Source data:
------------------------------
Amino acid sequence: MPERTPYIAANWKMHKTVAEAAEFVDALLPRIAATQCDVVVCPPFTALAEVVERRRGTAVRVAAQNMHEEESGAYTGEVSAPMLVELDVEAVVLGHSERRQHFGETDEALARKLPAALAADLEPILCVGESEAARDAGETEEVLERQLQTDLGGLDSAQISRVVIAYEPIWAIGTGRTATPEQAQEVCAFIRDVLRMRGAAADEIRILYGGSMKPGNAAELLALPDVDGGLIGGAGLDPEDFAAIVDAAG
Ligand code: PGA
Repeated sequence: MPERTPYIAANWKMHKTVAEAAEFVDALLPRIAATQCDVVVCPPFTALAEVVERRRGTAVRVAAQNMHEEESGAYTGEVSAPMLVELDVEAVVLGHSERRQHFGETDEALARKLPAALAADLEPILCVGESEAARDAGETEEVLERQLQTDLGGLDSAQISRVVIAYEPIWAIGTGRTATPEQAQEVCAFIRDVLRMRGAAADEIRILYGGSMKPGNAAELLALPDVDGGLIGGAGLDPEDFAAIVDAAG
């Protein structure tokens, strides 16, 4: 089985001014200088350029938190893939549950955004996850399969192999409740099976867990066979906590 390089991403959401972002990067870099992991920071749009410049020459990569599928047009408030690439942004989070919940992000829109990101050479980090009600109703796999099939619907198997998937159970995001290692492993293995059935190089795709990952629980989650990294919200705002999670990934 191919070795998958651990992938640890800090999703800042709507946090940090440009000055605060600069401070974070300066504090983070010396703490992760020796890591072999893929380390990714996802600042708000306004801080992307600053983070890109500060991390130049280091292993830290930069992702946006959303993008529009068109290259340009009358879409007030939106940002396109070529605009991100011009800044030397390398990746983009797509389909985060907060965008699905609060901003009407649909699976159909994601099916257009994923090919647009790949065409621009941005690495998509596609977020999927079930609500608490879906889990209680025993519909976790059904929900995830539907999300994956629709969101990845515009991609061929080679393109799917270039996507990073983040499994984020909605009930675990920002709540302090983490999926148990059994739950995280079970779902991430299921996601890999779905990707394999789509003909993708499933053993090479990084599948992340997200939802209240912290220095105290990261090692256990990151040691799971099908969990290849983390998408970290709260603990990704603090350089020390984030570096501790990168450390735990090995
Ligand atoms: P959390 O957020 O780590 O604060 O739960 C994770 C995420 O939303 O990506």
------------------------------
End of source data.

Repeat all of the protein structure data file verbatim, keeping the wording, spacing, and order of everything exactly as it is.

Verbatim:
Amino acid sequence: MPERTPYIAANWKMHKTVAEAAEFVDALLPRIAATQCDVVVCPPFTALAEVVERRRGTAVRVAAQNMHEEESGAYTGEVSAPMLVELDVEAVVLGHSERRQHFGETDEALARKLPAALAADLEPILCVGESEAARDAGETEEVLERQLQTDLGGLDSAQISRVVIAYEPIWAIGTGRTATPEQAQEVCAFIRDVLRMRGAAADEIRILYGGSMKPGNAAELLALPDVDGGLIGGAGLDPEDFAAIVDAAG
Ligand code: PGA
Repeated sequence: MPERTPYIAANWKMHKTVAEAAEFVDALLPRIAATQCDVVVCPPFTALAEVVERRRGTAVRVAAQNMHEEESGAYTGEVSAPMLVELDVEAVVLGHSERRQHFGETDEALARKLPAALAADLEPILCVGESEAARDAGETEEVLERQLQTDLGGLDSAQISRVVIAYEPIWAIGTGRTATPEQAQEVCAFIRDVLRMRGAAADEIRILYGGSMKPGNAAELLALPDVDGGLIGGAGLDPEDFAAIVDAAG
């Protein structure tokens, strides 16, 4: 089985001014200088350029938190893939549950955004996850399969192999409740099976867990066979906590 390089991403959401972002990067870099992991920071749009410049020459990569599928047009408030690439942004989070919940992000829109990101050479980090009600109703796999099939619907198997998937159970995001290692492993293995059935190089795709990952629980989650990294919200705002999670990934 191919070795998958651990992938640890800090999703800042709507946090940090440009000055605060600069401070974070300066504090983070010396703490992760020796890591072999893929380390990714996802600042708000306004801080992307600053983070890109500060991390130049280091292993830290930069992702946006959303993008529009068109290259340009009358879409007030939106940002396109070529605009991100011009800044030397390398990746983009797509389909985060907060965008699905609060901003009407649909699976159909994601099916257009994923090919647009790949065409621009941005690495998509596609977020999927079930609500608490879906889990209680025993519909976790059904929900995830539907999300994956629709969101990845515009991609061929080679393109799917270039996507990073983040499994984020909605009930675990920002709540302090983490999926148990059994739950995280079970779902991430299921996601890999779905990707394999789509003909993708499933053993090479990084599948992340997200939802209240912290220095105290990261090692256990990151040691799971099908969990290849983390998408970290709260603990990704603090350089020390984030570096501790990168450390735990090995
Ligand atoms: P959390 O957020 O780590 O604060 O739960 C994770 C995420 O939303 O990506």